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Jane Stewart
Member of the Canadian Parliament
for Brant
In office
October 25, 1993 – June 28, 2004
Preceded byDerek Blackburn
Succeeded byLloyd St. Amand
Personal details
Born (1955-04-25) April 25, 1955 (age 67)
Brantford, Ontario
Political partyLiberal
Children2 sons
  • Minister of National Revenue (1996–1997)
  • Minister of Indian Affairs and Northern Development (1997–1999)
  • Minister of Human Resources Development (1999–2003)

Jane Stewart, PC (born April 25, 1955) is a former Canadian politician who was the Minister of Human Resources Development from 1999 to 2003. She joined International Labour Organization in May 2004 and was the Special Representative and Director of the International Labour Organization's office to the United Nations until January 2016.

Life and career

Born in Brantford, Ontario, Stewart was first elected to Parliament in the 1993 election. She was a close friend of Prime Minister Jean Chrétien, and was soon appointed to the important position of minister of National Revenue and subsequently Minister of Indian Affairs. In 1999, she was moved to the Department of Human Resources Development (HRDC), the government department that has the largest budget. Stewart was widely viewed to have leadership ambitions, and was closely supported by Chrétien.

These ambitions were put to an end by the so-called "billion-dollar boondoggle" where ineffective accounting practices at HRDC allegedly left millions of dollars unaccounted for. While the problems at HRDC mostly date from the time of her predecessor, Pierre Pettigrew, Stewart took the brunt of the attack but was also the Minister widely viewed to have cleaned up the mess left behind by her predecessor. She did not resign and according to some, Chrétien stood by her throughout the ordeal.

She remained minister in charge of HRDC until Paul Martin became Prime Minister on December 12, 2003. She was moved to the backbenches because of her position as a loyalist to the ousted Chrétien. She retired from politics on February 13, 2004, to become an executive director of the International Labour Organization. In July 2005, she left her job with the ILO to return to Canada and marry businessman Henry Stolp. She later returned to ILO as its executive director, residing in New York City.

With the announcement that Martin was stepping down as leader of the Liberal Party, a group called "Liberals for Jane" had hoped to see Stewart seek the party leadership. This was ruled out when Stewart accepted the position of Chief of Staff to acting Leader of the Opposition, Bill Graham. Only weeks later, Stewart stepped down from the post due to family obligations. She was replaced by former cabinet minister Andy Mitchell.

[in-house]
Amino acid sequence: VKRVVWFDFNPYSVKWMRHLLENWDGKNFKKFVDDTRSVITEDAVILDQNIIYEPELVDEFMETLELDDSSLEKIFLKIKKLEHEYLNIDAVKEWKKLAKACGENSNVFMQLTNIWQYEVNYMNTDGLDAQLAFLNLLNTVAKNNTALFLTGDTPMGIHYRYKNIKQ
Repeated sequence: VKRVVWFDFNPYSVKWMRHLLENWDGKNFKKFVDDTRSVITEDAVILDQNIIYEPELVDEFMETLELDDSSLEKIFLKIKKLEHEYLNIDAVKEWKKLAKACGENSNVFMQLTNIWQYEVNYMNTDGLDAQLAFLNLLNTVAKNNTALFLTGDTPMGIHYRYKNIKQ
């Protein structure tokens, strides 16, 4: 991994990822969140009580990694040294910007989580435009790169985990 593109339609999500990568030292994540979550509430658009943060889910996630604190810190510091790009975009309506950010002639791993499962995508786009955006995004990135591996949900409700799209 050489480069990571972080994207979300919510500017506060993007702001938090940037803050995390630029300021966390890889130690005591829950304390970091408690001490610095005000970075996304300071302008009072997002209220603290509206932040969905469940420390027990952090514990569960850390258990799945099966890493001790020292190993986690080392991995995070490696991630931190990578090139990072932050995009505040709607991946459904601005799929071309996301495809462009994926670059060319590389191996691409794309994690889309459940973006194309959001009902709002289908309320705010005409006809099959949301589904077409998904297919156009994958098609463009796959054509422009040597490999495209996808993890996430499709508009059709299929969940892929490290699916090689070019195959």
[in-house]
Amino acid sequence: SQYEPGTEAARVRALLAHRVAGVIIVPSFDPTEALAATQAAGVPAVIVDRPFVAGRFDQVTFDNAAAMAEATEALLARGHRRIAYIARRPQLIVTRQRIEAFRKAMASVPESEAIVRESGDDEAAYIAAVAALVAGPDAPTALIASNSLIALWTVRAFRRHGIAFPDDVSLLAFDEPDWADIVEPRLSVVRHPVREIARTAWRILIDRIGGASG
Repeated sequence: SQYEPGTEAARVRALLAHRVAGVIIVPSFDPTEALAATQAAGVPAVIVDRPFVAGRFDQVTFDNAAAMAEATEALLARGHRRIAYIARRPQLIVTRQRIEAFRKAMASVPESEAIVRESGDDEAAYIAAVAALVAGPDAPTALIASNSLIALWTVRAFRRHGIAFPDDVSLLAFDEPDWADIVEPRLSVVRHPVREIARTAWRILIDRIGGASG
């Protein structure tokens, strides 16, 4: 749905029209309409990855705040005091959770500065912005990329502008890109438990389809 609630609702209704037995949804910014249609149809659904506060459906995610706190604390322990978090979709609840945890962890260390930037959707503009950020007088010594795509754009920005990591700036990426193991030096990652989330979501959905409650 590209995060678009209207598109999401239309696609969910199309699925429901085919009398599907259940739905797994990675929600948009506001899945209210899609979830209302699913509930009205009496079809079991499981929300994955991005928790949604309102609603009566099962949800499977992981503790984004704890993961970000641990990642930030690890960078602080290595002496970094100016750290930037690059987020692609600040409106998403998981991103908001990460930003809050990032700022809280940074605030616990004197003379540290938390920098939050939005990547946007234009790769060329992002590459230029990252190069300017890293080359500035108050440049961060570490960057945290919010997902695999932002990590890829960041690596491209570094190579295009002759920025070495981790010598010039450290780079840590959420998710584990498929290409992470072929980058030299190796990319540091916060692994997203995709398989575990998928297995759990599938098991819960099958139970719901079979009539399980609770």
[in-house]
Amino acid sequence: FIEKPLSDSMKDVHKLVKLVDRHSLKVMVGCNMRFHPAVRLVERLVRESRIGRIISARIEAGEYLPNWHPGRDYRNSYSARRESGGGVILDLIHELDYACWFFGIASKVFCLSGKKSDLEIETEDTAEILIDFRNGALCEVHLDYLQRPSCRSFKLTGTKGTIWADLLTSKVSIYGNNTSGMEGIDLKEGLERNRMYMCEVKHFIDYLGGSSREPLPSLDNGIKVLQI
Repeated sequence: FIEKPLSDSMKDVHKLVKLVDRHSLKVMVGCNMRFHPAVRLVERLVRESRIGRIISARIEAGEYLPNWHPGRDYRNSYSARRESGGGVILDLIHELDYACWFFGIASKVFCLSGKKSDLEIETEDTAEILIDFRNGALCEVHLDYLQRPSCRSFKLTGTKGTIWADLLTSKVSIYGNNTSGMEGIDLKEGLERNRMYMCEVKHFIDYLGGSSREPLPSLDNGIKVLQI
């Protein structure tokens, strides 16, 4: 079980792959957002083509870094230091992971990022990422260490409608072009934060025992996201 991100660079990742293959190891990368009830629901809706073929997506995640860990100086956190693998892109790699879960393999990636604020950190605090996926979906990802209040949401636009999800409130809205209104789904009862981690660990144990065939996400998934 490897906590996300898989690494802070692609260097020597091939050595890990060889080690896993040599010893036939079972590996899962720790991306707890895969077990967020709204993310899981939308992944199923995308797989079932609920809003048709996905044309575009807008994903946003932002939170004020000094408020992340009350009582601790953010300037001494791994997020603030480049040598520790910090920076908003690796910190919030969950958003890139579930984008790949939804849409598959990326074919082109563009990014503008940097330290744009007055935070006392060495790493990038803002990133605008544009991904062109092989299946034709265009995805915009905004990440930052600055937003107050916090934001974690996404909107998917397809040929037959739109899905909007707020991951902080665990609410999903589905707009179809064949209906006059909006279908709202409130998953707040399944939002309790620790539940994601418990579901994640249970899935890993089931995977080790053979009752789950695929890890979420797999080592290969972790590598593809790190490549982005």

From 2006 to May 2007 Stewart was chief negotiator for the province of Ontario in the Caledonia land dispute.[1] In 2008, Jane became the Volunteer Chair for Brant United Way.

Stewart comes from a family of politicians. Her father Robert Nixon was leader of the Ontario Liberal Party, while her grandfather was Ontario premier Harry Nixon.

Electoral record

2000 Canadian federal election: Brant
Party Candidate Votes % ±% Expenditures
Liberal Jane Stewart 24,068 56.42 $46,551
Alliance Chris Cattle 10,955 25.68 $43,139
Progressive Conservative Stephen Kun 3,580 8.39 $6,405
New Democratic Dee Chisholm 3,126 7.33 $9,266
Green Graeme Dunn 484 1.13 $156
Canadian Action Mike Clancy 447 1.05 $8,881
Total valid votes/Expense Limit 42,660 100.00
Total rejected ballots 262
Turnout 42,922 56.28
Electors on the lists 76,270
Sources: Official Results, Elections Canada and Financial Returns, Elections Canada.
1997 Canadian federal election: Brant
Party Candidate Votes % ±%
Liberal Jane Stewart 24,125 53.0 +1.5
Reform Dan Houssar 10,436 22.9 -1.8
Progressive Conservative Stephen W. Kun 5,781 12.7 +0.5
New Democratic Pat Franklin 5,201 11.4 +4.5
Total valid votes 45,543 100.0
1993 Canadian federal election: Brant
Party Candidate Votes % ±% Expenditures
Liberal Jane Stewart 24,686 51.46 $39,023
Reform Ken Edmison 11,863 24.73 $36,354
Progressive Conservative Mabel E. Dougherty 5,831 12.16 $25,624
New Democratic Michael C. Smith 3,317 6.92 $37,911
National Herman Kruis 1,227 2.56 $8,148
Green Jamie Legacey 482 1.00 $0
Libertarian Helmut Kurmis 258 0.54 $0
Natural Law Eleanor Toshiko Hyodo 192 0.40 $2,853
Social Credit Doug Stelpstra 112 0.23 $158
Total valid votes 47,968 100.00
Total rejected ballots 500
Turnout 48,468 65.27
Electors on the lists 74,260
Source: Thirty-fifth General Election, 1993: Official Voting Results, Published by the Chief Electoral Officer of Canada. Financial figures taken from official contributions and expenses provided by Elections Canada.


  1. ^ "Ontario replacing negotiator in Caledonia talks". Canadian Press. 7 May 2006. Retrieved 2007-05-07.[permanent dead link]